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Iraq official: US, Iraq finish draft security deal

Iraq official: US, Iraq finish draft security deal

U.S. and Iraqi negotiators have finished a draft agreement that would see all American troops removed from Iraqi cities by June 30, an Iraqi official said Wednesday. But the draft has not been approved by the Cabinet and some members have expressed opposition.
The official, who has been involved in the protracted negotiations, said the agreement calls for all American troops to leave Iraq by the end of 2011.
He said a compromise was reached on the contentious issue of immunity for American troops but did not give details. He spoke on condition of anonymity because he is not supposed to release the information.
Although the Iraqi negotiators had signed off on the draft, another official close to Prime Minister Nouri al-Maliki said the country's political leadership objected to parts of the text, including the immunity provision.
"There are different points of view," he said. "We have given ours. The other side has given theirs."
He would not elaborate and spoke on condition of anonymity because of the sensitivity of the issue.
The agreement would govern the status of the 14,000-strong U.S. military force after the U.N. Security Council mandate expires at the end of the year.
President George W. Bush had refused to accept any timetable for bringing U.S. troops home. Last month, however, Bush and al-Maliki agreed to set a "general time horizon" for ending the U.S. mission.
Bush's shift to a timeline was seen as a move to speed agreement on the security pact.
But Iraq's Shiite-led government has been holding firm for some sort of withdrawal schedule _ a move the Iraqis said was essential to win parliamentary approval. Talks were supposed to have been finished by the end of last month but differences over major issues including immunity have blocked progress.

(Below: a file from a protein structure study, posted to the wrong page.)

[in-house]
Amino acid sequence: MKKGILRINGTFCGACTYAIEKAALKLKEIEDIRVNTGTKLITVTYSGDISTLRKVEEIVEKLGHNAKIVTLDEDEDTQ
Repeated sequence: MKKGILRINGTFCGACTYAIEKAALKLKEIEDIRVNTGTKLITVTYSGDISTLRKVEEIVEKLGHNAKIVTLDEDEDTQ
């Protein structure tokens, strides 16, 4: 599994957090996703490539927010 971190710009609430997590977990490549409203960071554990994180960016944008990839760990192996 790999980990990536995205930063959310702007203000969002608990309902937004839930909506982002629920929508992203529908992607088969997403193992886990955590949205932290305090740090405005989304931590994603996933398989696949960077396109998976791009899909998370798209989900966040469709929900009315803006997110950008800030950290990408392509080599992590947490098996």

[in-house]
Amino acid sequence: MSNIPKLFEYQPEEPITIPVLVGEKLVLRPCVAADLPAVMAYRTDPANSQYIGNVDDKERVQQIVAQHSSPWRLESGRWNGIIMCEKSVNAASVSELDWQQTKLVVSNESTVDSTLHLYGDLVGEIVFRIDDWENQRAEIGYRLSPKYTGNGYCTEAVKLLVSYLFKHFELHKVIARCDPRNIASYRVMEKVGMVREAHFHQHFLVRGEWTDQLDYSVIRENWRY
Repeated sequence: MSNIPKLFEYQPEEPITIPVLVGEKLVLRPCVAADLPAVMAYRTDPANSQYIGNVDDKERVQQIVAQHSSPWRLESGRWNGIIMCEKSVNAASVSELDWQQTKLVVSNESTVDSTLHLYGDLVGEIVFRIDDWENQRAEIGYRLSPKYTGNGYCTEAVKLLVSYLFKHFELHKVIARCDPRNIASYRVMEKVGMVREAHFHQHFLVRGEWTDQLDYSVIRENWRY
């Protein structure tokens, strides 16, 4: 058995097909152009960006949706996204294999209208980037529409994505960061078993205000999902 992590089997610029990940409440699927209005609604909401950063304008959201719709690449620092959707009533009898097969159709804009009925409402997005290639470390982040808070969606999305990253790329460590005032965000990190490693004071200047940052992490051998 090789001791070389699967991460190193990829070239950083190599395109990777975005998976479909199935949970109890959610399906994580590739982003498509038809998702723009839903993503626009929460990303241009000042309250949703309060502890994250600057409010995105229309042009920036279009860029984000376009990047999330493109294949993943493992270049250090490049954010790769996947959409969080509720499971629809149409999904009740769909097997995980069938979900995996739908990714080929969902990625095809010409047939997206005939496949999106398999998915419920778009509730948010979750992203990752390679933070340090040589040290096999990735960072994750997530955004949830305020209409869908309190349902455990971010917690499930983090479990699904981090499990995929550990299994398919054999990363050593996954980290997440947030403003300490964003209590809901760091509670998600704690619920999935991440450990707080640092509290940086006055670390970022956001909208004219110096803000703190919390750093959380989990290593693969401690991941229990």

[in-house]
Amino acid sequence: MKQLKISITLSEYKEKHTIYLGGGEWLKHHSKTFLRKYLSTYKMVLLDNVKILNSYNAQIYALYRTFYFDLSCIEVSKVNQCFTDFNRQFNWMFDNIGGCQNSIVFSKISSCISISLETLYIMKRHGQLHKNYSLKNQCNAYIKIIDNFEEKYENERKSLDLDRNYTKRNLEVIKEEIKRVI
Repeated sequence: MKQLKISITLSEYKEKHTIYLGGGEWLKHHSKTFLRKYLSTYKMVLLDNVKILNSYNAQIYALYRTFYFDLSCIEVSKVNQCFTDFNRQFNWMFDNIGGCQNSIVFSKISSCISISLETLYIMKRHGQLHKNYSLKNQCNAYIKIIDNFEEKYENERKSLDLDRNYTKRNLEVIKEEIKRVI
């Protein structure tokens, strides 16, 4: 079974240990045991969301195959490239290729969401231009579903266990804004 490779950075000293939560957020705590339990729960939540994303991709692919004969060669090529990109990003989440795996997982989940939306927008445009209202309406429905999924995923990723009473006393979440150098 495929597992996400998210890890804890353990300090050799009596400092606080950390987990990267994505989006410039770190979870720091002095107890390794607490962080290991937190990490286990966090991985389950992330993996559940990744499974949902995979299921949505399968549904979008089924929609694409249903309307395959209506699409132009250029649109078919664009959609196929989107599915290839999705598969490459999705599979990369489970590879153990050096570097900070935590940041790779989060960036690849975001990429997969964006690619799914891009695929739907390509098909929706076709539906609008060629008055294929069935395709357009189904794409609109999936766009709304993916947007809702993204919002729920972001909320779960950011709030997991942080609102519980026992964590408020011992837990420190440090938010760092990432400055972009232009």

U.S. officials have acknowledged that some progress has been made on the timelines for troop withdrawals but that the immunity issue remained a huge problem. They spoke on condition of anonymity because the negotiations have not been finished.
As the talks dragged on, American officials said the Bush administration was losing patience with the Iraqis over the negotiations.
Secretary of State Condoleezza Rice and al-Maliki had a long and "very difficult" phone conversation about the situation early this month during which she pressed the Iraqi leader for more flexibility particularly on immunity, one U.S. senior official said.
"The sovereignty issue is very big for the Iraqis and we understand that. But we are losing patience," the official said. "The process needs to get moving and get moving quickly."
The official could not say how long the call lasted but said it was "not brief" and "tense at times."
Iraq's position in the U.S. talks hardened after a series of Iraqi military successes against Shiite and Sunni extremists in Basra, Baghdad, Mosul and other major cities and after the rise in world oil prices flooded the country with petrodollars.
As the government's confidence rose, Iraqi officials believed they were in a strong negotiating position _ especially with the presumptive Democratic presidential nominee, Sen. Barack Obama, pledging to remove all combat forces within his first 16 months in office if security conditions allow.


Updated : 2021-05-16 06:05 GMT+08:00